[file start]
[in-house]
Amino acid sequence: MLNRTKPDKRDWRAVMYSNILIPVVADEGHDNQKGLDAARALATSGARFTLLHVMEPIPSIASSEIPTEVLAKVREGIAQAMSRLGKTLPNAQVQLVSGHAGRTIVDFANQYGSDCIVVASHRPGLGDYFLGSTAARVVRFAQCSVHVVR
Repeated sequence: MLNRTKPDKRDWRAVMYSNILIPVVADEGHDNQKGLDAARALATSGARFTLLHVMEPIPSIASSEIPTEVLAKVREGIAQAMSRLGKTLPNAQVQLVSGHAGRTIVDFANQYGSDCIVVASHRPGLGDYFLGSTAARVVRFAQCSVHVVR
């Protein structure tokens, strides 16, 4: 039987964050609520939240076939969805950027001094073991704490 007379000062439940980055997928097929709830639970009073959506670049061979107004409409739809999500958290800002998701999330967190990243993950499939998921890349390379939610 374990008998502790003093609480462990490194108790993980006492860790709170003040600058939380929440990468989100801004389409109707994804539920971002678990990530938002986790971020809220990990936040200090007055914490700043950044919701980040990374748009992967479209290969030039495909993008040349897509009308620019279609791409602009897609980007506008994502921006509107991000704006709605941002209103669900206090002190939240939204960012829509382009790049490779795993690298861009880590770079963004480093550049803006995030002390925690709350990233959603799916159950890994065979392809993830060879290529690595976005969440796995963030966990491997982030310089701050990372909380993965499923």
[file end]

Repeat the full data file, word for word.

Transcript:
[in-house]
Amino acid sequence: MLNRTKPDKRDWRAVMYSNILIPVVADEGHDNQKGLDAARALATSGARFTLLHVMEPIPSIASSEIPTEVLAKVREGIAQAMSRLGKTLPNAQVQLVSGHAGRTIVDFANQYGSDCIVVASHRPGLGDYFLGSTAARVVRFAQCSVHVVR
Repeated sequence: MLNRTKPDKRDWRAVMYSNILIPVVADEGHDNQKGLDAARALATSGARFTLLHVMEPIPSIASSEIPTEVLAKVREGIAQAMSRLGKTLPNAQVQLVSGHAGRTIVDFANQYGSDCIVVASHRPGLGDYFLGSTAARVVRFAQCSVHVVR
């Protein structure tokens, strides 16, 4: 039987964050609520939240076939969805950027001094073991704490 007379000062439940980055997928097929709830639970009073959506670049061979107004409409739809999500958290800002998701999330967190990243993950499939998921890349390379939610 374990008998502790003093609480462990490194108790993980006492860790709170003040600058939380929440990468989100801004389409109707994804539920971002678990990530938002986790971020809220990990936040200090007055914490700043950044919701980040990374748009992967479209290969030039495909993008040349897509009308620019279609791409602009897609980007506008994502921006509107991000704006709605941002209103669900206090002190939240939204960012829509382009790049490779795993690298861009880590770079963004480093550049803006995030002390925690709350990233959603799916159950890994065979392809993830060879290529690595976005969440796995963030966990491997982030310089701050990372909380993965499923």